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It's Been Said Before

By Orin Hargraves

It's Been Said Before "examines why certain phrases become clichés and why they should be avoided -- or why they still have life left in them."

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Sounds Fascinating

By J. C. Wells

How do you pronounce biopic, synod, and Breughel? - and why? Do our cake and archaic sound the same? Where does the stress go in stalagmite? What's odd about the word epergne? As a finale, the author writes a letter to his 16-year-old self.

Academic Paper

Title: Rapid learning of an abstract language-specific category: Polish children's acquisition of the instrumental construction
Author: Ewa Dabrowska
Email: click here TO access email
Institution: Northumbria University
Author: Michael Tomasello
Institution: Max Planck Institute for Evolutionary Anthropology
Linguistic Field: Language Acquisition; Morphology
Subject Language: Polish
Abstract: Rapid acquisition of linguistic categories or constructions is sometimes regarded as evidence of innate knowledge. In this paper, we examine Polish children's early understanding of an idiosyncratic, language-specific construction involving the instrumental case – which could not be due to innate knowledge. Thirty Polish-speaking children aged 2 ; 6 and 3 ; 2 participated in a elicited production experiment with novel verbs that were demonstrated as taking nouns in the instrumental case as patients. Children heard the verbs in sentences with either masculine or feminine nouns (which take different endings in the instrumental case), and were tested with new nouns of the same and of the opposite gender. In both age groups, a substantial majority of children succeeded in generalizing from one gendered form of the instrumental case to the other (especially to the masculine), thus indicating that they have some kind of abstract understanding of the instrumental case in this construction. This relatively early abstract knowledge of an idiosyncratic construction casts doubt on the view that early acquisition requires innate linguistic knowledge.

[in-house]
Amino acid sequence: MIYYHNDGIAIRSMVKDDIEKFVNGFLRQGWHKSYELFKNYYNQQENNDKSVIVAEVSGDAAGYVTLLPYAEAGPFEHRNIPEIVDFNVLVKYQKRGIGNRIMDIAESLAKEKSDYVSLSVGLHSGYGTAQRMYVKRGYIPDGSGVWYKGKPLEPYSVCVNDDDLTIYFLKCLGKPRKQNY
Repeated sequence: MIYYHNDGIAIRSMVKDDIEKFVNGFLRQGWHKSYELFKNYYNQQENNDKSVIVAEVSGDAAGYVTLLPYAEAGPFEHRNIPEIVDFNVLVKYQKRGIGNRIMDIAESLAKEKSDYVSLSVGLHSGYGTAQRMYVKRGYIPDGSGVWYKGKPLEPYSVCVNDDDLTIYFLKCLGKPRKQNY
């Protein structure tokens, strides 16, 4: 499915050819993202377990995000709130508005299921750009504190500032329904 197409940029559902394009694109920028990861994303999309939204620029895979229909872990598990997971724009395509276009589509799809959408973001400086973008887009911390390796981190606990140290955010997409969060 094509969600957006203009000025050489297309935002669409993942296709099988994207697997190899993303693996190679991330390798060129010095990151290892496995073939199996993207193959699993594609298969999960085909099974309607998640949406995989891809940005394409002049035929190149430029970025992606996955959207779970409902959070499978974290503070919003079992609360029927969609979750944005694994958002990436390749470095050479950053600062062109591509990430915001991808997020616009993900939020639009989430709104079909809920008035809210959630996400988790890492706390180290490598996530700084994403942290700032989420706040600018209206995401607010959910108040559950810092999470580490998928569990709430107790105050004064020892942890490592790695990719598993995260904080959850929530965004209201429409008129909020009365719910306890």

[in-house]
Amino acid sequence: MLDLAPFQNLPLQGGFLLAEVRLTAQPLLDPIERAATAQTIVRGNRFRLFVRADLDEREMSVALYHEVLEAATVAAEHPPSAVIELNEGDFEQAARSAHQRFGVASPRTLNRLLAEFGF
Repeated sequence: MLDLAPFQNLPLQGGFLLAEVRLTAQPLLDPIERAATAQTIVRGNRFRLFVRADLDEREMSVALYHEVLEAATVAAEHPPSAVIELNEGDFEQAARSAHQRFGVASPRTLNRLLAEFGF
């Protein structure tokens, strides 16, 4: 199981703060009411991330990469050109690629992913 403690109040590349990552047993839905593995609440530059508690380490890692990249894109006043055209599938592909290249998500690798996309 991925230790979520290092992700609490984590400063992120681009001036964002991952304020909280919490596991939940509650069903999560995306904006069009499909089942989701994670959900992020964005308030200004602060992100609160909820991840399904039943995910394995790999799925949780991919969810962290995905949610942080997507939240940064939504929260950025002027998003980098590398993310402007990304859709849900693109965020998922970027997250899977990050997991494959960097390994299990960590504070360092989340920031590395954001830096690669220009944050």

This article appears IN Journal of Child Language Vol. 35, Issue 3.

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